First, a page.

The Kite Runner by Khaled Hosseini Menu
- Character List
- Khaled Hosseini – Biography
- Chapter 1 and 2 Summary and Analysis
- Chapter 3 Summary and Analysis
- Chapter 4 Summary and Analysis
- Chapter 5 Summary and Analysis
- Chapter 6 Summary and Analysis
- Chapter 7 Summary and Analysis
- Chapter 8 Summary and Analysis
- Chapter 9 Summary and Analysis
- Chapter 10 Summary and Analysis
- Chapter 11 Summary and Analysis
- Chapter 12 Summary and Analysis
- Chapter 13 Summary and Analysis
- Chapter 14 and 15 Summary and Analysis
- Chapter 16 Summary and Analysis
- Chapter 17 Summary and Analysis
- Chapter 18 and 19 Summary and Analysis
- Chapter 20 Summary and Analysis
- Chapter 21 and 22 Summary and Analysis
- Chapter 23 Summary and Analysis
- Chapter 24 Summary and Analysis
- Chapter 25 Summary and Analysis
- Character Analysis
- Themes – Theme Analysis
- Hosseini Irony
- Important Quotations – Quotes And Analysis
- Symbolism / Motifs / Imagery / Symbols
- Key Facts
- Study Questions / Multiple Choice Quiz
- Essay Topics / Book Report Ideas. Answer Key
CHAPTER 23 Summary
Everything for awhile is fuzzy to Amir as he slips in and out of consciousness. For some reasons he can’t think of, however, he wants to thank the child. He also dreams that he is in Baluchistan where Baba is wrestling the bear. When the man wrestling the bear looks up, he is not Baba. He is Amir.
When Amir finally awakens, the doctor tells him that he has suffered very significant injuries, including a broken jaw. The impact from one of Assef’s blows had also cut his lip in two, clean down the middle. Amir thinks ironically, that now he has a harelip. He speaks to Sohrab and thanks him for saving his life. Farid tells him that Rahim Khan had left, without telling anyone where he is going, but had given a note and his key to his landlord for Amir. Later, a strange man wrapped in a blanket enters his room and just stares at him until the nurse asks him to leave. Meanwhile, Sohrab sits beside his bed on a three-legged stool and keeps watch over Amir.
That night, Amir begins to read Rahim Khan’s note. The older man tells him that he was right all those years, that he did know what had happened the day of the kite tournament. He advises him to remember that “a man, who has no conscience, no goodness, does not suffer.” He hopes Amir’s suffering comes to end in Afghanistan. He explains as well that Amir’s father was hard on him as a child, because he was so sad that he could not openly love Hassan as a son and that Baba was a tortured soul, also. He insists that out of Baba’s remorse was born real goodness, like the orphanage he built. Rahim believes that is what true redemption is: when guilt leads to goodness. He ends his note by telling Amir that he has left him all the money he has left and how to find it. He also asks him not to try to find him, because he wants to face his death alone. He leaves Amir in the hands of God and bids him goodbye. Amir, even after reading the note, still questions what he has ever done to right things. He is still unsure of his own redemption.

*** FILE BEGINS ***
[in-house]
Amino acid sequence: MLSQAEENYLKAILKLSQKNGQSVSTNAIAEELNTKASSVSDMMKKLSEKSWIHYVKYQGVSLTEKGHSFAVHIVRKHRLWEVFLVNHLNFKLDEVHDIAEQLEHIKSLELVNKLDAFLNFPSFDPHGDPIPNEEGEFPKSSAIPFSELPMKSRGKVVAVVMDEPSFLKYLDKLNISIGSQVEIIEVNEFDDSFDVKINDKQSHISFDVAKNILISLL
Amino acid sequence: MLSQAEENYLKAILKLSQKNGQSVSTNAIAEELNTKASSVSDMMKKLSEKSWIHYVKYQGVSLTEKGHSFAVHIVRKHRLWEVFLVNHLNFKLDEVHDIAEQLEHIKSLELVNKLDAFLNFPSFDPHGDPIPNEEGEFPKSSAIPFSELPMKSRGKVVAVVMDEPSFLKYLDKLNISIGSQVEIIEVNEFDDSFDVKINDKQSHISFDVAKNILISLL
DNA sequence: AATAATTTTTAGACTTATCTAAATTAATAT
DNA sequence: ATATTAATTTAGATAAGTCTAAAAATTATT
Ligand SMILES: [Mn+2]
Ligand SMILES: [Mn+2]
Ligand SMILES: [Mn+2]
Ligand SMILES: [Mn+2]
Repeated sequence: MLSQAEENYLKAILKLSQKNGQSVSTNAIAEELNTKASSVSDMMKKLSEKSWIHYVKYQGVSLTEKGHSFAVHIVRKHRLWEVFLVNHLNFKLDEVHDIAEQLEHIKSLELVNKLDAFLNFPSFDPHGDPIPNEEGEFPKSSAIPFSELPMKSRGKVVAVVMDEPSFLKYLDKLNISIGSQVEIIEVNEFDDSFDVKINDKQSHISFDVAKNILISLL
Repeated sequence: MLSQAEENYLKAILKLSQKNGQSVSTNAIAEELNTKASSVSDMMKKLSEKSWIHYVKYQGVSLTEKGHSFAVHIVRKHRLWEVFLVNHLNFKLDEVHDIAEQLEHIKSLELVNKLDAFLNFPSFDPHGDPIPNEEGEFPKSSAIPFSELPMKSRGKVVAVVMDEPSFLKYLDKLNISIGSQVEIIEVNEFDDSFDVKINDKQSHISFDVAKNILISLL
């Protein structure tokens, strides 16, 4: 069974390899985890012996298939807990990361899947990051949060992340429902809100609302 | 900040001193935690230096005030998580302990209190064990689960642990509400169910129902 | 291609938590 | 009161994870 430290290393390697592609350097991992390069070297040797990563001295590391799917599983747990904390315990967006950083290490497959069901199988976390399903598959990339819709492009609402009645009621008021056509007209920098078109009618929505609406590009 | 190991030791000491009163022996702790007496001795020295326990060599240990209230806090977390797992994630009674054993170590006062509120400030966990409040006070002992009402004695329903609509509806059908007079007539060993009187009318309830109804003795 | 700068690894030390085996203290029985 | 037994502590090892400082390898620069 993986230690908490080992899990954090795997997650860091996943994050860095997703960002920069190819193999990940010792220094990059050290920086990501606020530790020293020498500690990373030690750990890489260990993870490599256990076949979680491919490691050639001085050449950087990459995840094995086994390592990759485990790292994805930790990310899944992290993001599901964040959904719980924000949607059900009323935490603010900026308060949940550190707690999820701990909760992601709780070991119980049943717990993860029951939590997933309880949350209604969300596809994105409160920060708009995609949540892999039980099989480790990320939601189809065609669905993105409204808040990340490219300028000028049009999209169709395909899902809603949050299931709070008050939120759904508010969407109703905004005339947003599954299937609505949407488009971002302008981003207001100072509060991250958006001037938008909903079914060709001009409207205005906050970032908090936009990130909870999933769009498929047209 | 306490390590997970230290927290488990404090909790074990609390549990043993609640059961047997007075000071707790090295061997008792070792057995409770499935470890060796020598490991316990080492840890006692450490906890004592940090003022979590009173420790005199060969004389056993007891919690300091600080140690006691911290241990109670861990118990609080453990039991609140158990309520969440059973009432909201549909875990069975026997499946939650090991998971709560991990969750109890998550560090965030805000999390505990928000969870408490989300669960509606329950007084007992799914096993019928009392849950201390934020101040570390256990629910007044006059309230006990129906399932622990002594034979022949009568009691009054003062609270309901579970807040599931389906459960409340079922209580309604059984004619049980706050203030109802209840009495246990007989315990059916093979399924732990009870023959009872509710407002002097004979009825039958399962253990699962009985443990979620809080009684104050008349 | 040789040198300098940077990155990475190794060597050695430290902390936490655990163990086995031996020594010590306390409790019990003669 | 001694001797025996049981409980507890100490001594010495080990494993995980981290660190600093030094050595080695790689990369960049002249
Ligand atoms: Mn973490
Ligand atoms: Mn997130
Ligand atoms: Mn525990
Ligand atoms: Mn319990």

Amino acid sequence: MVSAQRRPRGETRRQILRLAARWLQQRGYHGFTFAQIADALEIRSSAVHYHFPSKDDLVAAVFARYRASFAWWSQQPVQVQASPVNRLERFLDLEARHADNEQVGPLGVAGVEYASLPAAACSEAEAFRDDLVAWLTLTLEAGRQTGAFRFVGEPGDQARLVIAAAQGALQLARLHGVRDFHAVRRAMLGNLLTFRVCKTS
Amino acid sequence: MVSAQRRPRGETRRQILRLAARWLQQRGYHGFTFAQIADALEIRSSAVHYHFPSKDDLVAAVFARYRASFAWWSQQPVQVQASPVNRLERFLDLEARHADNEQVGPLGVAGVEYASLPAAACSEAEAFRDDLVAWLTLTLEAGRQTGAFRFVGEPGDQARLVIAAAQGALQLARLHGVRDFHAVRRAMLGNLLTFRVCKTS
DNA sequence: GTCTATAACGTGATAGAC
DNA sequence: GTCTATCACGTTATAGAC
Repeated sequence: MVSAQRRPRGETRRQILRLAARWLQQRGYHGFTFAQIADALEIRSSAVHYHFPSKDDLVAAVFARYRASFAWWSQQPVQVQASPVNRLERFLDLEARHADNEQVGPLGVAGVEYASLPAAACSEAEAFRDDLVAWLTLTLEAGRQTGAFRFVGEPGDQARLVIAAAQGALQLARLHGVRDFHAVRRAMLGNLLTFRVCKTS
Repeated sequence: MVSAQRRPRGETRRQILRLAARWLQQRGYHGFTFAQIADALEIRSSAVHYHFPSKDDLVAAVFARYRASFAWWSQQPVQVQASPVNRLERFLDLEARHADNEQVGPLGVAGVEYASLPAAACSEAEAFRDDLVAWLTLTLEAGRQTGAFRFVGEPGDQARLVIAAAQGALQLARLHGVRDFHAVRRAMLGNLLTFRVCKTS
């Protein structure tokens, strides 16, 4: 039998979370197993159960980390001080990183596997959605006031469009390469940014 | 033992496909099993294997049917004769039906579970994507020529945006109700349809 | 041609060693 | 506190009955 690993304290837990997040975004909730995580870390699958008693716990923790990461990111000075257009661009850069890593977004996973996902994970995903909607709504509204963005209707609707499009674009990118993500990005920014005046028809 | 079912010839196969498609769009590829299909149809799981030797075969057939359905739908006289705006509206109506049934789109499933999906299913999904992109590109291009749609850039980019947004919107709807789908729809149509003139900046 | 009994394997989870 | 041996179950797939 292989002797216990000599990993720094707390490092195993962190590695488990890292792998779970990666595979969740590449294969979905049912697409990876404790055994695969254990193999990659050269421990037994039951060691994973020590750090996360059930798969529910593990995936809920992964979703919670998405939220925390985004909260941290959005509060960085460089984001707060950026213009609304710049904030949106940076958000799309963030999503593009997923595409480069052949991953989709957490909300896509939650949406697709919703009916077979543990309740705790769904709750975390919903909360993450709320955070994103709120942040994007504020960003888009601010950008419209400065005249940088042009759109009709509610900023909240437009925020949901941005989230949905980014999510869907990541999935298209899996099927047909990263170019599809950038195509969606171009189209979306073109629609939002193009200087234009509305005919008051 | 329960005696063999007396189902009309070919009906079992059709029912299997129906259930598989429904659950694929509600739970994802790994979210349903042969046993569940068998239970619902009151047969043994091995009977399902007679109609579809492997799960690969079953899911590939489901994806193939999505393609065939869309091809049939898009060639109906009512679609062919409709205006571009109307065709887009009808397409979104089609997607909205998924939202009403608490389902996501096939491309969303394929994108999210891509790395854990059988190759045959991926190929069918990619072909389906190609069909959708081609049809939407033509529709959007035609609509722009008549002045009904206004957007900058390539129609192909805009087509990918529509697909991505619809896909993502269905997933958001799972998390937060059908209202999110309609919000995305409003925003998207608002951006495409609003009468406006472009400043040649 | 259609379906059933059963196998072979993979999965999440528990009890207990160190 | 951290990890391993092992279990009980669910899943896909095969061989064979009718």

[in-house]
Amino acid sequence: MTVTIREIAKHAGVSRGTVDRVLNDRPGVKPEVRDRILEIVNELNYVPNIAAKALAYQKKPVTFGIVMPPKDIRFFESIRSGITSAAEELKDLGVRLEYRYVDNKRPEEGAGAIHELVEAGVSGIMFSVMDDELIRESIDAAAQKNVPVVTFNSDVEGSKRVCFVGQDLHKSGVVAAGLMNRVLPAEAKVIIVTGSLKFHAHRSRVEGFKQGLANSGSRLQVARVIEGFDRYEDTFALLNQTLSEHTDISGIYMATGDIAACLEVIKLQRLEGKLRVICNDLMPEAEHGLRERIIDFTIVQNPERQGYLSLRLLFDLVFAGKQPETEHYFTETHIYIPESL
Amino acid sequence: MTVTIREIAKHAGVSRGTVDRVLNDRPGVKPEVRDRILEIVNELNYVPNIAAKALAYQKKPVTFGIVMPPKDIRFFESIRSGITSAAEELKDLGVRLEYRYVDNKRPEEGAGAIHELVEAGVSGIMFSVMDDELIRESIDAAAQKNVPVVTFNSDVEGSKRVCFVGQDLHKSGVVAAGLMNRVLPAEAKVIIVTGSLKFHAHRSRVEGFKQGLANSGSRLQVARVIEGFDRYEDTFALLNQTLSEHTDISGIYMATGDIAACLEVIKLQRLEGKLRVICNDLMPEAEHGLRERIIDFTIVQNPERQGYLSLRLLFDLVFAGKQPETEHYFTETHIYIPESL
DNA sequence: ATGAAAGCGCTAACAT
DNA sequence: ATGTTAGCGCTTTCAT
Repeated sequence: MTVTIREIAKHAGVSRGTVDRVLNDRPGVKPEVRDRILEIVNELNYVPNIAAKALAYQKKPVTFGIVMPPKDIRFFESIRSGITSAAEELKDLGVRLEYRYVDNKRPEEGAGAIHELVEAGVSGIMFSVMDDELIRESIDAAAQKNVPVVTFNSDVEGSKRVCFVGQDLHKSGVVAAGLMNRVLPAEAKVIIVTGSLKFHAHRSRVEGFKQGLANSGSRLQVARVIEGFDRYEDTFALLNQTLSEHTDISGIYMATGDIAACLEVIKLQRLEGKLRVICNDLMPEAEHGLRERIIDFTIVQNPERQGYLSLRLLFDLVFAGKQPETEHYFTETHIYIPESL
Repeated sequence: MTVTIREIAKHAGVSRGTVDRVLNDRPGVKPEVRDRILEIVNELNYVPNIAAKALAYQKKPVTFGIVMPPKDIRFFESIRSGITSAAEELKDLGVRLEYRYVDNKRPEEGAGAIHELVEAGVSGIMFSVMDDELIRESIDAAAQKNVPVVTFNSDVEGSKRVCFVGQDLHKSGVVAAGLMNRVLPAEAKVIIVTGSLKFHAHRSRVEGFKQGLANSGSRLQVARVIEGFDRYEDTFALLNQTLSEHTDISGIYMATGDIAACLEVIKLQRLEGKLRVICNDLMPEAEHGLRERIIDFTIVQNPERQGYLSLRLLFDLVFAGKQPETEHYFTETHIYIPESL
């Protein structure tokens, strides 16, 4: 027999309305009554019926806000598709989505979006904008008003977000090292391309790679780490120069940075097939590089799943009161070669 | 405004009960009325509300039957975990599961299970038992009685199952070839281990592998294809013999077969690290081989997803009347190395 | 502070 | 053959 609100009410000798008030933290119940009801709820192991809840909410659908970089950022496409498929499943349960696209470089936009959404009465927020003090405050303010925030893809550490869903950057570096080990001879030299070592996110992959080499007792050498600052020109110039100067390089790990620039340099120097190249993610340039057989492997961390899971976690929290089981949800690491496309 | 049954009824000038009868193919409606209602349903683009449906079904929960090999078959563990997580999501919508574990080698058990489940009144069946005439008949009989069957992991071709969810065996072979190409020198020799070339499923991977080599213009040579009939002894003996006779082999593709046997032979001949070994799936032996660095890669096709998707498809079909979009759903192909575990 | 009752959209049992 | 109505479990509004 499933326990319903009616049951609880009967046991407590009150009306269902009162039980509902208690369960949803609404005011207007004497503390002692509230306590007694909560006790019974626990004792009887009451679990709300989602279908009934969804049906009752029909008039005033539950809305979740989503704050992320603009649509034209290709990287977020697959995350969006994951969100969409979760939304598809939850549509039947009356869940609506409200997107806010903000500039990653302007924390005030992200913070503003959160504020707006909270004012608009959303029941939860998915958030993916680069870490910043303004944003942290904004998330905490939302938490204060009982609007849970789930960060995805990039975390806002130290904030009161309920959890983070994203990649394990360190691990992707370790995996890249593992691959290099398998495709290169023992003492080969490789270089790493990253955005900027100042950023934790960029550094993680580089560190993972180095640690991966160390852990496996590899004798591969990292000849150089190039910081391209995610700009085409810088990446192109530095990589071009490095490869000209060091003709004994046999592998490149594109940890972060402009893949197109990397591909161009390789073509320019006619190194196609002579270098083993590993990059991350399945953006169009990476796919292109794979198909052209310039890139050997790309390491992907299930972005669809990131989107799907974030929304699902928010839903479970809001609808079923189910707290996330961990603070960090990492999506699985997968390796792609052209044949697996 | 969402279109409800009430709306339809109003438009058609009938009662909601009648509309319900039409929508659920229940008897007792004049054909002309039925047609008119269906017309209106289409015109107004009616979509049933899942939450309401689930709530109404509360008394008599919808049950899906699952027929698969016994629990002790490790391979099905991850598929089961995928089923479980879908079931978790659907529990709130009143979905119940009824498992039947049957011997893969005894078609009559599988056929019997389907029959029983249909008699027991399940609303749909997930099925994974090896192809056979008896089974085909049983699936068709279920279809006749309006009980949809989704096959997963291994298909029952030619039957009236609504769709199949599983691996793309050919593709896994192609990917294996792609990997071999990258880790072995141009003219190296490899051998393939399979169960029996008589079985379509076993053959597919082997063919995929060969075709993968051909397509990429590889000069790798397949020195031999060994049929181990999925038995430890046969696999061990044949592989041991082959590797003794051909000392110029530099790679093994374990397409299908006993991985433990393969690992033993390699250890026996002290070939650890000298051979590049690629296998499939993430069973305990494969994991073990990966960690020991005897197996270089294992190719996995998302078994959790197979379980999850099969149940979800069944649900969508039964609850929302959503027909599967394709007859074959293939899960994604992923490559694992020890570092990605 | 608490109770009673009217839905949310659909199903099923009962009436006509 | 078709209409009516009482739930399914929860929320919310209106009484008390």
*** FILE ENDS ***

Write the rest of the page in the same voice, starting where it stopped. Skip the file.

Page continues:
When Farid visits Amir the next time, he cautions him that he is not safe there, because the Taliban have friends in Peshawar. They need to leave as soon as Amir can walk out of the hospital. Amir remembers the strange man who had been in his room and knows that the Taliban is already on the lookout for him. Farid then reduces Amir to tears by responding to Amir’s request for a favor with the words, “For you, a thousand times over.” When he is able to speak once more, he tells Farid about John and Betty Caldwell and the orphanage they run in Peshawar. Farid agrees to look for them, but Sohrab just wanders to the window where the pigeons strut looking for bread crumbs. His silence is significant.
Later, Amir finds a deck of cards in a bedside stand and he plays panjar with Sohrab. They talk about Hassan and how he and Amir were nursed by the same woman. Sohrab tells Amir that Hassan has said that Amir was the best friend he had ever had. Later that night, Amir dreams that Assef is standing in the doorway with a brass ball still in his eye socket. He tells Amir that they are twins, that they are the same.
The next day, Amir decides he must leave, but there is a hitch in their plans: John and Betty Caldwell are not in Peshawar; in fact, there never was a John and Betty Caldwell there according to the US consulate. In his ride to Islamabad, Amir dreams snippets of dreams reflecting memories from the past and he hears the words over and over, “A way to be good again . . .”
The dream Amir has of wrestling the bear like his father is symbolic of his mortal battle with Assef. He has become the man his father was. This will be further emphasized in Rahim’s final note when he tells Amir that his father was a tortured soul, too. So, Amir is more like his father than he ever believed. It is also symbolic that Assef cut Amir’s lip in half so it looked like he had a harelip. He is also Hassan at this point, suffering at the hands of the man who had tormented them both all through their boyhood.
Rahim’s final words to Amir are very poignant, but also significant. He explains why they had lied to him and Hassan for all those years and how that tormented Baba. But he notes that bad men have no conscience and feel no guilt, a lesson for Amir that he is basically a good man. He also indicates that true redemption comes only when guilt leads to goodness, something Amir has done. His leaving his apartment key and all his money as well as the news that John and Betty Caldwell never existed indicate that this was all part of Rahim Khan’s plan. He must have had a tremendous belief in Amir’s goodness to have set into motion the trip to Afghanistan and the return of Amir with Sohrab. His lied about the Caldwells to encourage Amir to find Sohrab. Now they foreshadow Rahim’s real plan: to have Amir bring Sohrab with him to the United States.